Joe Shults and Jonathon Braden battled on the tennis court for many years in Columbia, Mo. Just ask someone in the home of the Missouri Tigers, surely they all remember. (Actually, don’t ask.) Now they take their tennis battles here in the first of an ongoing series on JonathonBraden.com. We ask a question, we pick sides and we debate our point, all in the name of tennis.
Q: Would you rather have the talent of a top player for a year, competing at the highest level, winning major tournaments and acquiring fame and fortune, only to have the talent “turned off” after a year, or be a journeyman player; one who never wins a major and cracks the top 35, but has a 15-year career, celebrates longevity and becomes one of the most consistent players on tour?
Top player for a year:
A: Think back, if you can, to your childhood; to the time you spent hitting ball after dirty ball against a wall, or to when you and your buddy from down the street rode to the park and pretended you were pros. Got it in your mind? Good. Now this:
What were you doing and thinking about while you played in your youth? Was it grinding out a qualifying tournament win in Tashkent, only to get beaten in the first round of the main draw in front of 55 Uzbeks and four goats? Did you then, in your dreams, catch a plane for Johannesburg or some other far-flung locale to do the whole thing over again — for 15 years?
The answer to all of these is, of course, no.
When you were a wee lad, you pretended that you were locked in a battle on Centre Court at Wimbledon. The match went back and forth. Match points were saved, the server came up with opportune aces and pinpoint passing shots were struck. The crowd went WILD! You held the golden trophy high above your head while the Duke of Kent joined with the lower classes in chanting your name.
Wouldn’t you want to see the realization of our dreams, even if that realization is but a fleeting moment. Wouldn’t you want have just a taste of glory, instead of a full stomach of mediocrity?
Consider the practical point related to what makes the world go ’round: money. Novak Djokovic had a nearly unequalled season in 2011, winning 10 tournaments, including three grand slam tournaments. The compensation for Mr. Djokovic’s toil? $12 million in prize money. Of course, that’s eclipsed by endorsement deals, exhibition payments and appearance fees. As of this writing, Djokovic has earned nearly $7.5 million in 2012. What can you do with $19.5 million? If you’re not, I don’t know, a complete fool, you can live the rest of your life in luxury. Italian Filippo Volandri, currently ranked No. 75 in the world, has made $315,873 in 2012. Nothing to sneeze at, no doubt, but take into account travel and expenses, and it’s nothing close to an amount that sets you up for the rest of your life.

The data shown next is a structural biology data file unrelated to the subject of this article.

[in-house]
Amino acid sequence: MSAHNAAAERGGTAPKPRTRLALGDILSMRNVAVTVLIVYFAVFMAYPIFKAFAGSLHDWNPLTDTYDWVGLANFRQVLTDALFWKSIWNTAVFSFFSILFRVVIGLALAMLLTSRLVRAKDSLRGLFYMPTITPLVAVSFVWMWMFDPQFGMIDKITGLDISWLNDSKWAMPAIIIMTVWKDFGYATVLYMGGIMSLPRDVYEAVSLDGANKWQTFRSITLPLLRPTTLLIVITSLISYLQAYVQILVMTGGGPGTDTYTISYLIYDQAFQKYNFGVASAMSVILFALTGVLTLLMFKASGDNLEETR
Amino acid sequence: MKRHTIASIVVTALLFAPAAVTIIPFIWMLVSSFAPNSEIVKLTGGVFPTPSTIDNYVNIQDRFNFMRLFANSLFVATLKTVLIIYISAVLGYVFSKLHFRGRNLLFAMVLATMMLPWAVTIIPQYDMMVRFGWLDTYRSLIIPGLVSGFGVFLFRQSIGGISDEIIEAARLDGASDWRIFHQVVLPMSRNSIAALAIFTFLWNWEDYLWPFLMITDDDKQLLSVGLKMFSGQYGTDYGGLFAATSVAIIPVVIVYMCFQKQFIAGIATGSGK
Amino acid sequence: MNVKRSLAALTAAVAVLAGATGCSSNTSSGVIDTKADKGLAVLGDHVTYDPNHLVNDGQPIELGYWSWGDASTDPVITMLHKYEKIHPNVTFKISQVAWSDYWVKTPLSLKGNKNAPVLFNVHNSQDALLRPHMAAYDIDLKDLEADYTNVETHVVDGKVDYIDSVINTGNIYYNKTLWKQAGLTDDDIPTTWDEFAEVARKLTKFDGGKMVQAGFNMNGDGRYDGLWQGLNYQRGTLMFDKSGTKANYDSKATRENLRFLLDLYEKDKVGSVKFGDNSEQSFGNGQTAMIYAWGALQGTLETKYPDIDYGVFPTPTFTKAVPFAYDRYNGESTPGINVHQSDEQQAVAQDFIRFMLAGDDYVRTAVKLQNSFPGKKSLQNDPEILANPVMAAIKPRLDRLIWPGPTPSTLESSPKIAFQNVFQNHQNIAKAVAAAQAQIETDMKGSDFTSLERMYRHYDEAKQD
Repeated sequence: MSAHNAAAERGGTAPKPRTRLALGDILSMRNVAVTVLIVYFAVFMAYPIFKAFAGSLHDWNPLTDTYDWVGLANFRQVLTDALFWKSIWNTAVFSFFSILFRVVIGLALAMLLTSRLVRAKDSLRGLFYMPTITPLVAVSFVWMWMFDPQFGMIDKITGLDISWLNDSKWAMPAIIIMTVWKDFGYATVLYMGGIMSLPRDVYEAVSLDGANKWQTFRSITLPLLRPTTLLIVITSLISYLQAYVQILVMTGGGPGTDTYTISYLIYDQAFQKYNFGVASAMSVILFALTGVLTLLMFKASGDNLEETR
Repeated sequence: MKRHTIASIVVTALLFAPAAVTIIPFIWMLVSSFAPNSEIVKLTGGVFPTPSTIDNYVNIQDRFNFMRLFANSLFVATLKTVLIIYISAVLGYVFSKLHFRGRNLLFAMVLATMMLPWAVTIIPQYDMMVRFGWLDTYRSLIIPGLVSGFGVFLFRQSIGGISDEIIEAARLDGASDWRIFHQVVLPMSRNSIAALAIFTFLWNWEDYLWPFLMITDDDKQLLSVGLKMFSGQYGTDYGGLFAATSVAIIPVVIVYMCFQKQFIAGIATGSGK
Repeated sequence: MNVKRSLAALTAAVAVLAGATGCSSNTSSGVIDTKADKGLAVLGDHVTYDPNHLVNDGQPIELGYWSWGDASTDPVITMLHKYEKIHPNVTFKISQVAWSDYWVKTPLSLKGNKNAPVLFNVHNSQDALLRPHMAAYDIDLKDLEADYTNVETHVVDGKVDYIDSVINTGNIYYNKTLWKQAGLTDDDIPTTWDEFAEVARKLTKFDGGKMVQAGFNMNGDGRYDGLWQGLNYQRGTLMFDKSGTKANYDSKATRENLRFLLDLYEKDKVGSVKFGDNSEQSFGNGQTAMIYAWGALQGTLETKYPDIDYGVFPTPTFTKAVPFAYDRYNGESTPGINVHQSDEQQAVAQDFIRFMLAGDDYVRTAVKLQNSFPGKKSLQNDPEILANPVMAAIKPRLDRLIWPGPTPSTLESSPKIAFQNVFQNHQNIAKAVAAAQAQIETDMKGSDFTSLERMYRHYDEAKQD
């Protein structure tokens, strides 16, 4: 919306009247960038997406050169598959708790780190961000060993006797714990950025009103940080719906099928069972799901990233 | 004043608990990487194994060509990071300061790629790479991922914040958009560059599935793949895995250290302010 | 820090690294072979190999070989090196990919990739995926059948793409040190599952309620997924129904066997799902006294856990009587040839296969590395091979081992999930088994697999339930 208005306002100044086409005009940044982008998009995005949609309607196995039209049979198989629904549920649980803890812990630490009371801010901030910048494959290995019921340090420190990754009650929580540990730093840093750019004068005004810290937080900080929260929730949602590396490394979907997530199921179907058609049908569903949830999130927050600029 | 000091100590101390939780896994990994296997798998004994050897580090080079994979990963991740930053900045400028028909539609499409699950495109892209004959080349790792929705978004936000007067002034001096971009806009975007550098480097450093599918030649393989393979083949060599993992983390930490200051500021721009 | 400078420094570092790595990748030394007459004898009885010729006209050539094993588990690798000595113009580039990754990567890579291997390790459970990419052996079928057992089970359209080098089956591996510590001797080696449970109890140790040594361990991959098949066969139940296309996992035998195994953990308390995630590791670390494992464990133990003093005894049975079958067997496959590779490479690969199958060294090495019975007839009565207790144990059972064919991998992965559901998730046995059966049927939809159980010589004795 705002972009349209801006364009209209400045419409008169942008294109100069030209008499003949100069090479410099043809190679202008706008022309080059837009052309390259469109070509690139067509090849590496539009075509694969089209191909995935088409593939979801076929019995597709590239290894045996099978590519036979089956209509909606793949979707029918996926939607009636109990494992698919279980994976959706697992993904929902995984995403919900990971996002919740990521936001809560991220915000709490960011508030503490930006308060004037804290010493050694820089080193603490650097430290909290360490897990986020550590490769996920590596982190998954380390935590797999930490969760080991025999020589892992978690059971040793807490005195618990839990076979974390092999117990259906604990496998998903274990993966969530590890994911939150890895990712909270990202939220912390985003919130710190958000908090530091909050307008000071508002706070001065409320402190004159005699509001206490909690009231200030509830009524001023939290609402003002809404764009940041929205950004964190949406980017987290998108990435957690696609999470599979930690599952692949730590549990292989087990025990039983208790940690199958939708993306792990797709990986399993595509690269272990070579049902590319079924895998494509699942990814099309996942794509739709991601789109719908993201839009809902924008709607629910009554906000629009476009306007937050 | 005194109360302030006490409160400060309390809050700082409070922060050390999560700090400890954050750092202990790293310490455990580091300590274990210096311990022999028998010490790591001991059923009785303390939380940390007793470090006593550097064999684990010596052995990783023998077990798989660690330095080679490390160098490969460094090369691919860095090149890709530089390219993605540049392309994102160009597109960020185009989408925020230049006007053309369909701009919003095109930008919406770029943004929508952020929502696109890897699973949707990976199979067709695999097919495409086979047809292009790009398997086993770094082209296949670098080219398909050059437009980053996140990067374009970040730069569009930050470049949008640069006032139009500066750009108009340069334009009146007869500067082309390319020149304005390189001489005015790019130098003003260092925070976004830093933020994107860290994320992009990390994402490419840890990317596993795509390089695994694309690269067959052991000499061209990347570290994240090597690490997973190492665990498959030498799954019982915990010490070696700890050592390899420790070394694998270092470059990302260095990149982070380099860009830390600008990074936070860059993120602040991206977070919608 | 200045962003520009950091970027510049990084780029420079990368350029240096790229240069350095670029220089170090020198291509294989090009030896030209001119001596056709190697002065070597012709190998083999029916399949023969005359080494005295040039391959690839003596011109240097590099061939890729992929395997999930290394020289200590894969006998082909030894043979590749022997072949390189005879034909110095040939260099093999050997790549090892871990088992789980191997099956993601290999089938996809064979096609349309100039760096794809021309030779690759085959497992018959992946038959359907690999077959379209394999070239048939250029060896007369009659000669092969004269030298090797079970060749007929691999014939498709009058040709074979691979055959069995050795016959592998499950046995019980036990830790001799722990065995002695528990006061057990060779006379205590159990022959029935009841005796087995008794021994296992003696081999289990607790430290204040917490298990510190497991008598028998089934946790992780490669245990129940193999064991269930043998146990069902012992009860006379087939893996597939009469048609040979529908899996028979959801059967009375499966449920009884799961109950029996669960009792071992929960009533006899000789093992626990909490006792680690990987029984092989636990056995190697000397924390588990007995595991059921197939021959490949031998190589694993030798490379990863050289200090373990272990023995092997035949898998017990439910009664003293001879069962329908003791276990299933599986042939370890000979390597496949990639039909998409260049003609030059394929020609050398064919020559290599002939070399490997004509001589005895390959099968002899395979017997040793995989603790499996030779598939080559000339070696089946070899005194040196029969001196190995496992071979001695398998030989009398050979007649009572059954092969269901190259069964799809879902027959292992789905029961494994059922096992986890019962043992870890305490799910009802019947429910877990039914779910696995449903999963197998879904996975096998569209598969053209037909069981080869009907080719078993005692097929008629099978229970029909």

I would choose to be the best at something, even if I’m the best for only two years. I would choose to run like the wind, to be able to hit any shot from anywhere on the court, to outwit my opponent and to taste adulation, fame and fortune the world over.
I think I’d owe it to my 10-year-old self.
- Joe Shults
Top 35 career:
Who do you admire the most, Gaston Gaudio, 2004 French Open champion, or Mikhail Youzhny, currently ranked No. 25 and has been on the ATP Tour since 1998? (Gaston who?) Your answer to this question tells you everything about how we view tennis players in the Open era. Think about it: What do we admire most about Roger Federer, about Rafael Nadal, Andy Roddick or any of the top players? Yes, their flashy points, their “Was that real?” shots and their laughable serves miles out of reach from their opponents.
But, more than those, more than their skills, we admire their endurance, their consistency, their ability to grind out matches every few weeks. The tennis season is like no other, with a year-round calendar and few guaranteed breaks. These players grind away for two weeks at a major, take a break, play a tournament and have to again play their best in another major championship.
The hallmark of a great tennis life is not stringing together a few good tournaments, winning a big match here and there and sneaking a major out during a down time of tennis. The seal of a Hall of Fame tennis career is consistency, being on the service line match after match, competing for championship after championship and depositing your body on the court every tournament. And so what if you don’t break through and win a major, do you realize how many stellar tennis players DO NOT win a major? How nearly impossible it is to win a major statistically speaking, especially these days when you only people with the first names Novak, Rafa, Roger and Andy can have a shot?
No, you do not want to be a Gaston Gaudio, someone who had a good run on red clay but is barely a footnote in tennis history. You want a career, not a fun vacation. Besides, go ahead and win a few tournaments one year and go away. How many fans and sportswriters won’t wonder aloud, Hmm, how did he win so much so fast? The rumblings will only grow louder when this mystery performer never wins again. All credibility from the hot streak disappears without the consistency we have come to expect from the top performers.
In 2012, we do not judge a player by a hot tournament, by a nice run in one of four tournaments. You want much more than a lucky streak, and so would I. I would want a career. I would want to be in the top 20, experience what the best of the best go through and endure a tennis life.
So, if I had to pick, I would gladly answer to Mr. Youhzny.
- Jonathon Braden